Perhaps it is more likely that the noise; the encrouchment upon her privacy at Ghost Hill; the defacement of the landscape with the refuse from midnight picnics, and the tramping of the grass and breaking of the bushes has caused her to go elsewhere?
The first flush of excitement in Ituna over the ghost had subsided during the first week in September when a Morning Leader reporter paid a visit to the town and to Ghost Hill. H.G. Clark, well-known cattleman of the district; his daughters, Ethel and Golda, and the newspapermen squatted silently on the hill during the night of September 4 - and failed to get a glimse of her highness the ghost...
It was nearly 11 o'clock when The Leader reporter and Mr. Clark drove to Lunmville
school on the night of September 4. Miss Ethel Clark who teaches at the school, and Miss Golda Clark - who will soon be old enough to impart pedagogal instruction, live near in a tiny, two roomed house near the seat of learning.
With the air of a humoring couple of sightly deranged people, the school ma'm and her young sister undertook to pilot the party over the intervening bluffs and through coulees and around sloughs to Ghost Hill. There was no stars and the light from the stars was scant. The moon - in its first quarter - was already below the rim of the horizon.
Though the pair of young Amazons didn't appear to have much difficulty, the reporter - and even Mr. Clark - would occasionally trip over something to the accompaniment of brief murmurs of pain or words signifying annoyance. Ghost Hill was finally reached an hour before midnight.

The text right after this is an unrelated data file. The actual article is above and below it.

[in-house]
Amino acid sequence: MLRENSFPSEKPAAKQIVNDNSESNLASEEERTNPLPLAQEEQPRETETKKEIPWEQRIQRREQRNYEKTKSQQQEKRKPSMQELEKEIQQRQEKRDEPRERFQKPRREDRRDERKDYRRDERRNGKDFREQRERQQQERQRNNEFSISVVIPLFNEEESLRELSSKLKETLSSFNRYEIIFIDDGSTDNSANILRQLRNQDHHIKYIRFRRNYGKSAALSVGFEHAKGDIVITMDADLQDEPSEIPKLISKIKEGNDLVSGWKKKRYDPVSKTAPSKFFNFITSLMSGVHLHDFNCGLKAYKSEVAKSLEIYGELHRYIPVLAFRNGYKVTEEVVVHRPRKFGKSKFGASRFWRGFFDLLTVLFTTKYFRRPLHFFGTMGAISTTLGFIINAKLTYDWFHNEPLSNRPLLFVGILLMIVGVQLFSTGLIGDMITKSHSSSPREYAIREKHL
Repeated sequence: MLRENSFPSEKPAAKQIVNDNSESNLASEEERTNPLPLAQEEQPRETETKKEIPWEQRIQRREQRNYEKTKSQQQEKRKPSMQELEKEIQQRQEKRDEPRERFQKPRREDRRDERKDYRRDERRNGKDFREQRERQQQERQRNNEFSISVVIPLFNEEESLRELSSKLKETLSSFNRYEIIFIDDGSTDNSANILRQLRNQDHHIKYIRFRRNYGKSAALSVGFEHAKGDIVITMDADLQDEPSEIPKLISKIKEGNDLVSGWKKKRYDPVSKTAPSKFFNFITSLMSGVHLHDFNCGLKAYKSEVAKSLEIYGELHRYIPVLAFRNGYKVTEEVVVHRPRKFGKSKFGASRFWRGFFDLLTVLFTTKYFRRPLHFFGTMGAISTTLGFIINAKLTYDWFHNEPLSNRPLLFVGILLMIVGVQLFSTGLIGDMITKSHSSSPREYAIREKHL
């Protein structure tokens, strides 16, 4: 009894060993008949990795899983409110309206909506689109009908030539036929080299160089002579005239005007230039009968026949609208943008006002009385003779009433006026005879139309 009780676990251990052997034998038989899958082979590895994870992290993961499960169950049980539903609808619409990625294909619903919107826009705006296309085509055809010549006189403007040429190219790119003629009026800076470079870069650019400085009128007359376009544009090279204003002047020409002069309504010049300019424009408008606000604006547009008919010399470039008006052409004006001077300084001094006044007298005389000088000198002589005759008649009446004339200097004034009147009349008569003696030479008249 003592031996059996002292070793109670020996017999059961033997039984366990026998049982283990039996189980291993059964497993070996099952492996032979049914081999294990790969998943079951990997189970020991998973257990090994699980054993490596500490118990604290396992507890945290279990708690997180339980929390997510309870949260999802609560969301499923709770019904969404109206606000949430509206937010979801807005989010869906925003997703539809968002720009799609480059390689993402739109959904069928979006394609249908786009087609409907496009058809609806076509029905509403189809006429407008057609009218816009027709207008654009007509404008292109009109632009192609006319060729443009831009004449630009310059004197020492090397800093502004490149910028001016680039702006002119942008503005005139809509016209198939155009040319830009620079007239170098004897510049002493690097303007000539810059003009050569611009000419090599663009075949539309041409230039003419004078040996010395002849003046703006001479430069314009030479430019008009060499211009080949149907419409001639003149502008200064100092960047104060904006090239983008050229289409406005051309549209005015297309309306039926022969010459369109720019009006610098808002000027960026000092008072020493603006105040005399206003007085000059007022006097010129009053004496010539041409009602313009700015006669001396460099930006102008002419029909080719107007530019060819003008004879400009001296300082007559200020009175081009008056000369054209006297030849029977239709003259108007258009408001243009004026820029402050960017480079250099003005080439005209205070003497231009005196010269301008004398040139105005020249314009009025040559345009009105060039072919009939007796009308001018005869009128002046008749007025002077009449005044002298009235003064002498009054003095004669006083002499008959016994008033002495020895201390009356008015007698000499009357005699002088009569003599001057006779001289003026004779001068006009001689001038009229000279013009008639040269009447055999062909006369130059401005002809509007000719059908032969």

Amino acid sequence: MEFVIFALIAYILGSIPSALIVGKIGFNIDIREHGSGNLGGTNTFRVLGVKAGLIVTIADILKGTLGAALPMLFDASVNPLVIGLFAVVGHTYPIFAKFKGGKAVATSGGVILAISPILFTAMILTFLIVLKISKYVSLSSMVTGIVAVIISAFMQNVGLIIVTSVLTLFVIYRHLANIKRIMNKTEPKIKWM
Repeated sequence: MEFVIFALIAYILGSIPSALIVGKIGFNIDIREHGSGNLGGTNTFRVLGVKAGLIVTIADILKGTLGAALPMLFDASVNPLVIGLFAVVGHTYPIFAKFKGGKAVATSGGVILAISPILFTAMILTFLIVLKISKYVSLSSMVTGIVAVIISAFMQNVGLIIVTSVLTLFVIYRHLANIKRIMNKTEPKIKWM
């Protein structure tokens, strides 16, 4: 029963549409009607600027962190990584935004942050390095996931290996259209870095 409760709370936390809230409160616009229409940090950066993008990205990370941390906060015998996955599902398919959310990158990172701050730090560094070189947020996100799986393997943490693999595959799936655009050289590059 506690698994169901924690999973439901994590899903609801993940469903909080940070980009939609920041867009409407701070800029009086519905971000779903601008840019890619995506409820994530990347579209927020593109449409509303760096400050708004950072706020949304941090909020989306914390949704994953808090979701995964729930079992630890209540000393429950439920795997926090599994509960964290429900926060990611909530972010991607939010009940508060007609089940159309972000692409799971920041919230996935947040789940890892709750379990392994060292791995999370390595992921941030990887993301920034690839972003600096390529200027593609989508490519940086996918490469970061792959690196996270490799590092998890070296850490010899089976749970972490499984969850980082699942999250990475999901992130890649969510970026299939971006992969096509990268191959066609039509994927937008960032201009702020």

The spot at night, with all silent and expectant, is one which drips mystery. From the hill itself, the clump of poplars with dense undergrowth, loon black and uninviting. The slightest of slight night breezes ruffle the poplar leaves into a monotonous whisper. To the west, and behind the hill, is a big slough, banked on every side with tall reeds. The faint light reflected by its waters, is caught by the glazed poplar leaves and flickers in and out. Through the tree, lower down, come occasional glimpses of dried mud on the edge of the slough, showing gray.
Straining the four pair of eyes into the patchy blackness of the poplar grove Certainly it seemed as if between the two small poplars where the ghost was reported as having been seen many times, there was a misty shape. It was faint and formless, however, and close inspection invariably failed to get a more definite view. It was nearly one o'clock when the party - convinced that her ghostship would not walk that night - walked back to the residence by the school.
...There were no landmarks which could be seen in the now almost pitch black night: the big dipper constellation used for a guide at first, was found to be too far north and by the time the school was reached, the ghost hunters had waled at least three times the necessary distance.
Miss Ethel Clark, speaking of her sight of the ghost, said that she went out in the school yard to look after the Finuke children, Nick had come running to her with the story just after lunch, August 13. >From the distance, she was unable to tell very much about it. It seemed like a woman's figure, but the motion along the face of the hill was not like waling, rather a drifting, gliding means of progress. It disappeared a few moments after in the clump of poplars and she never saw it again.
The next day at noon, The Leader made a minute examination of the hill. It is honeycombed with rabbit and badgers burrows but of the badgers and rabbits there were none to be seen. A huge mound of earth thrown up near the poplar grove by one of the burrowing animals, had been styled a "grave" by one of the village ghost hunters.